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Three new lawsuits allege excessive force amid 2020 police protests in Austin

The lawsuits come after at least 19 officers were recently indicted and the City of Austin announced a number of settlements for others injured.

AUSTIN, Texas — On Monday, Jeff Edwards Law filed three more lawsuits alleging excessive use of force amid the 2020 police protests in Downtown Austin.

In one suit, complainant Alyssa Sanders alleges she suffered a skull fracture and traumatic brain injury when an officer shot her in the head with a less-lethal round on May 31.

She claims she was running for safety as officers pushed through the crowds near Cesar Chavez and Guadalupe streets while they were deploying pepper spray and firing beanbag rounds. She claims Officer Eric Heim, who is among the officers recently indicted, shot her in the head.

"Alyssa was doing absolutely nothing wrong," the lawsuit states. "Alyssa was doing absolutely nothing remotely threatening to any protester or officer around her."

The suit claims she suffered multiple brain bleeds, in addition to a fractured skull.

For their part, city officials have responded to the newly filed petition saying they're already looking into the language of that lawsuit.

“As with all of the claims and lawsuits the City has received related to the May 2020 protests, we will handle this one respectfully and fairly," the statement said.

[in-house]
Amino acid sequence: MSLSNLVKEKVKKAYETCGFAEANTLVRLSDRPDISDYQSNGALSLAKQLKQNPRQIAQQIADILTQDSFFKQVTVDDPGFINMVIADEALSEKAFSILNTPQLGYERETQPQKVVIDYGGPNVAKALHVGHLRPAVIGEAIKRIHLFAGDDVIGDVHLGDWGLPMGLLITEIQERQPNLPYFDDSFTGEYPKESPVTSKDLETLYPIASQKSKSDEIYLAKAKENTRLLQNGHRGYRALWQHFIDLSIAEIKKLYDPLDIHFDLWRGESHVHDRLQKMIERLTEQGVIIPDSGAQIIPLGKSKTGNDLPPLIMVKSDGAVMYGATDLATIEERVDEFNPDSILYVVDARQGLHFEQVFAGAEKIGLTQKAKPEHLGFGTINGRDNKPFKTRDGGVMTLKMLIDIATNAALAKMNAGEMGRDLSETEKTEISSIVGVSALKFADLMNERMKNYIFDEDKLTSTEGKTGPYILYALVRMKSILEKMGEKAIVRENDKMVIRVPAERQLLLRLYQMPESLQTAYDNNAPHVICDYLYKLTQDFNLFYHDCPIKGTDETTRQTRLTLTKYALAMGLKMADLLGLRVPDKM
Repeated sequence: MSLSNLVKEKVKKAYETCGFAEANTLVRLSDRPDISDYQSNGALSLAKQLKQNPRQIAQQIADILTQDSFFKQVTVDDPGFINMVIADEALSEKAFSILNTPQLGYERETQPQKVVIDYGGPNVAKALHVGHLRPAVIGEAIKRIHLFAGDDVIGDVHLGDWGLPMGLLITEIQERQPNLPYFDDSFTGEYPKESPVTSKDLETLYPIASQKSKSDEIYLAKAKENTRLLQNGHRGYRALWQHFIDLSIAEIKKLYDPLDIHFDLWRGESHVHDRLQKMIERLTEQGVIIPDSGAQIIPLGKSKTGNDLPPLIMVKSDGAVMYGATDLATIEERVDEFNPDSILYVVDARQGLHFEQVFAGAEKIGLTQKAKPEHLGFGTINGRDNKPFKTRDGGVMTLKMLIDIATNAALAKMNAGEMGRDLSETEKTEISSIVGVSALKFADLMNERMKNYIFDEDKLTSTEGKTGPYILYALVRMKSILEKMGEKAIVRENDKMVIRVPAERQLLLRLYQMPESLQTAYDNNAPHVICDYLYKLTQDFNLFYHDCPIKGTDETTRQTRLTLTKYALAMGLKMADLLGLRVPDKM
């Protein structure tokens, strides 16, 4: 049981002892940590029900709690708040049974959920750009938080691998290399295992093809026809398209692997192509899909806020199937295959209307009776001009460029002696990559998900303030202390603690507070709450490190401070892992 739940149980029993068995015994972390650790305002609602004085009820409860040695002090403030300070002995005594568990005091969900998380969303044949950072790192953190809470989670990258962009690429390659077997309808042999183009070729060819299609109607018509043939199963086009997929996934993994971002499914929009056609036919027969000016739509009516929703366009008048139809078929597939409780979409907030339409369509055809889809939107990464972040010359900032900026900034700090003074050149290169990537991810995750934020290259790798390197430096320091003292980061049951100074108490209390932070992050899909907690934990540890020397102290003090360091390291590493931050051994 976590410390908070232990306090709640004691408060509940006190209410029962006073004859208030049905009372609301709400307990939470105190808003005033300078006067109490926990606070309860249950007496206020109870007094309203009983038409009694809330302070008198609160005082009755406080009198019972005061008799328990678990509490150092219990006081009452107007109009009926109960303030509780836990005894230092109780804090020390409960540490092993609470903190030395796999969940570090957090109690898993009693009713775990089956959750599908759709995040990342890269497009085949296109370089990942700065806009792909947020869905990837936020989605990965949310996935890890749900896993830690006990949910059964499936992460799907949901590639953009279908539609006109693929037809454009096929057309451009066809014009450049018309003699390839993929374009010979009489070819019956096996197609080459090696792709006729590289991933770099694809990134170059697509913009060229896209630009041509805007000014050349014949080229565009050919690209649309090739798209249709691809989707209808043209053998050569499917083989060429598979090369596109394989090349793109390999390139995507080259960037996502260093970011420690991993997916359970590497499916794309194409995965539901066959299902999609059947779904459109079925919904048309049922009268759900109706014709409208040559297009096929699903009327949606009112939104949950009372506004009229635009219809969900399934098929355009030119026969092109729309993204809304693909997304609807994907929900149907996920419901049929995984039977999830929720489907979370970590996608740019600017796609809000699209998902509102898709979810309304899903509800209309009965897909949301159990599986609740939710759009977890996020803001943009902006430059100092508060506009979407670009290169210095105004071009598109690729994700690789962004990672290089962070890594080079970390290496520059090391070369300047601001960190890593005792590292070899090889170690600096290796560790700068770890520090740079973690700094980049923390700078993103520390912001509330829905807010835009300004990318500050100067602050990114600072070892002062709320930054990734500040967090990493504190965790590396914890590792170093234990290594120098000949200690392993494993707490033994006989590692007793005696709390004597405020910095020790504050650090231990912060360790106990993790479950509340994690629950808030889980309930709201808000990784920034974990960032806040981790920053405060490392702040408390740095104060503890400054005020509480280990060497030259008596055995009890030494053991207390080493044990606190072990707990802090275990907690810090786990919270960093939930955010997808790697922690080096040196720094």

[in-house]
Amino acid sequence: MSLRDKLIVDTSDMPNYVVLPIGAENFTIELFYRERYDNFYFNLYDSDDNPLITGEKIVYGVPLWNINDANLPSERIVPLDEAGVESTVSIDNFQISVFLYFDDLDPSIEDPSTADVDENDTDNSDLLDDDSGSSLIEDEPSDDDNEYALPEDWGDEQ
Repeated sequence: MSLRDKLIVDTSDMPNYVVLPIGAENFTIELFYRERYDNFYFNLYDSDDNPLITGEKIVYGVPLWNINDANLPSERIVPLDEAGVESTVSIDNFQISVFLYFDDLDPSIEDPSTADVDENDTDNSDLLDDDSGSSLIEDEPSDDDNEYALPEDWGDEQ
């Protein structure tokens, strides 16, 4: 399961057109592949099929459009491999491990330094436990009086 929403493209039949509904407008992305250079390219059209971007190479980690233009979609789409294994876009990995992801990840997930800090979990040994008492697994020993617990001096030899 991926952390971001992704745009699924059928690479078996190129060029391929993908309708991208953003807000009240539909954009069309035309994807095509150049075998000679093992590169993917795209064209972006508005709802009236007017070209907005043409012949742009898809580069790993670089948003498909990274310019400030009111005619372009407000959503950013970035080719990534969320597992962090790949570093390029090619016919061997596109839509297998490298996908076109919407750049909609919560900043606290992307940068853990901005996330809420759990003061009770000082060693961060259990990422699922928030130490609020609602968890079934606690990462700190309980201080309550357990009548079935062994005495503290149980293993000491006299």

The statement didn't make clear how, or if, the city intends to work with the petitioners or the officers named in the suit.

"Each case is different, and we will review the facts and circumstances and advise our clients as appropriate,” the statement concluded.

The lawsuit's second petitioner, Taylor Ellis, claims he was among the protestors who overtook Interstate 35 near Austin police headquarters on May 31. The suit states he was walking with his hands in the air near the median of the southbound lane when he was shot.

"Video evidence shows that Ellis was doing absolutely nothing remotely threatening to any protester or officer around him," the suit states.

The suit alleges that Officers Todd Gilbertson and Officer Michael Crossen fired at Ellis. The suit claims he was struck twice, once in the left shoulder and once in the left hip, after which he immediately fell to the ground.

It also claims that no officer came to his aid after other protestors surrounded him to help.

The third suit states that Cesar Fuentez was also on I-35, but on May 30, when he was struck as officers were trying to move them off the highway. As they did so, he claims he was running away from officers as they fired into the crowd.

"Cesar was terrified as officers fired without reason into the crowd," the suit states. "Moments after Cesar jumped over the highway barrier toward the access road, APD Officer John Doe shot Cesar with a less lethal shotgun, penetrating his arm."

It also claims that video evidence proves Fuentez was unarmed and was not doing anything "remotely threatening" as he was running away and was shot.

After he was shot, he claims he fell to the ground. The impact of the shot tore a hole in his skin, breaking apart upon impact and embedding into his muscle, the lawsuit states. It also claims he has long-term injuries that he will continue to suffer from. The round was reportedly removed by doctors at Dell Seton hours after the incident.

Earlier this year, at least 19 officers were indicted for their use of force amid the protests. The City of Austin has also announced multiple settlements in three similar cases involving the following protestors:

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